display. 24" LCD monitors can be had for around $A150.
In February 2016 I got fed up with errors and crashes caused
by Windows 10
updates and upgrades, and switched to Linux. Ended up switching back as
there were still a few things I needed WIndows for.
4. If you are only ever going to be
printing to A3, get a Brother MFC - J6910DW or succeeding model. Will
install on Linux (Ubuntu 14.04) with a bit of fiddling. Prints to A3
borderless, is economical with ink, and has a full A3 scanner.
This produces very sharp prints, so you may need to modify line-weight
settings. I print direct from CAD, and print to pdf.
5. If you need
imaging, get a good digital camera. If you have experience with 35mm SLR
cameras, go the extra and get a Canon or Nikon DSLR. Once you venture
outside the "auto" settings, you will find that inside the viewfinder or
screen, the camera is talking about things you already understand. Also,
don't believe all the flim-flam about image density. You don't need 24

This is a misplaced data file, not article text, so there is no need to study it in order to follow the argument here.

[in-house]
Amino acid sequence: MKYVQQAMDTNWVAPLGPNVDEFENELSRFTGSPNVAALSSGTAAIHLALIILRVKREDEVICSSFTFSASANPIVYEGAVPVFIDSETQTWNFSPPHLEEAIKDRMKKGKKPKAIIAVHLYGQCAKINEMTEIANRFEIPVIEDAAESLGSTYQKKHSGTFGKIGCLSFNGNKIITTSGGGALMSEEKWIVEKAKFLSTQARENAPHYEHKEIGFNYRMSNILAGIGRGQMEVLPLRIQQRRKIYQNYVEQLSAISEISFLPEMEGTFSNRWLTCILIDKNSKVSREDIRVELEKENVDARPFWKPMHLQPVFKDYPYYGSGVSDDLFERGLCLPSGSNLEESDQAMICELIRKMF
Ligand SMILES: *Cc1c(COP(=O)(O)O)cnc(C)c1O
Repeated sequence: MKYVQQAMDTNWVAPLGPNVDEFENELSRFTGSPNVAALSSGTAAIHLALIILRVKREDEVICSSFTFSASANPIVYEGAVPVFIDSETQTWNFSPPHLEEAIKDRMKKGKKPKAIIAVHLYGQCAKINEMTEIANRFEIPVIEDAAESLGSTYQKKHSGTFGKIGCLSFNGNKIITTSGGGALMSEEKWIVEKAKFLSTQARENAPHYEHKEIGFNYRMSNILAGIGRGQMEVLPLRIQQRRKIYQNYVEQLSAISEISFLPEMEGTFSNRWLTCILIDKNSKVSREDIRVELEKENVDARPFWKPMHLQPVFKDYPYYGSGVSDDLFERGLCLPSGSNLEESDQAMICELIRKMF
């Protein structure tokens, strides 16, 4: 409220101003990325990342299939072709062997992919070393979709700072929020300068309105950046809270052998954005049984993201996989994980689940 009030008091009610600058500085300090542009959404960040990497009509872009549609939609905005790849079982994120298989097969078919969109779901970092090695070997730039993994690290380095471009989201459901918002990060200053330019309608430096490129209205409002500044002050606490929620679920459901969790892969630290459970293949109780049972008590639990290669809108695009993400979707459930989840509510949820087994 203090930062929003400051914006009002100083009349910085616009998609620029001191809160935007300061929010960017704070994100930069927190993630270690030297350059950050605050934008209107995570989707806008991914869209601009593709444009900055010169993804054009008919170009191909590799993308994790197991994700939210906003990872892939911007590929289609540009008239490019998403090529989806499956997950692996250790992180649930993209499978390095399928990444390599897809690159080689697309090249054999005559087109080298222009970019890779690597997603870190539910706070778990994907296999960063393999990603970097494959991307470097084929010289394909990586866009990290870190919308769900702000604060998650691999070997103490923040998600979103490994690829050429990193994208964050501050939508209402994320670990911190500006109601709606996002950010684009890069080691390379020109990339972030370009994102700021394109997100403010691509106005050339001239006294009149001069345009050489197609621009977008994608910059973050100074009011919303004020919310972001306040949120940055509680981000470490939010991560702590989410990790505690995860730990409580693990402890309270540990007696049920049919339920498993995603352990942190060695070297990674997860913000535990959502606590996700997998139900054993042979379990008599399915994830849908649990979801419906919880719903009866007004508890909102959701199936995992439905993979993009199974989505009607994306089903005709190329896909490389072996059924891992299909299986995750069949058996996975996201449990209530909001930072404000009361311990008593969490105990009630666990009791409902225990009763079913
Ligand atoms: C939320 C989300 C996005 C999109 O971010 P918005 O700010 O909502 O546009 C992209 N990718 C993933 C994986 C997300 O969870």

megapixels unless you are printing signs the size of a house. 10 - 12
megapixels is more than enough.
Linux:One of my backup systems is a
Dell Optiplex 760, 4GB RAM, purchased from Australian company Reboot-IT
for $32.50 plus carriage. Cleaned off WIndows Vista and
Mint 18, and Draftsight runs fine on this. (I started out with Ubuntu
14.04, but got tired of the proprietary annoyances such as the Unity
desktop.) I had previously tried dual-boot Windows/Linux on my main
workstation, but Windows 10 has a habit of breaking dual boot, and I am
lacking in Grub2 skills so found it difficult to fix the problem.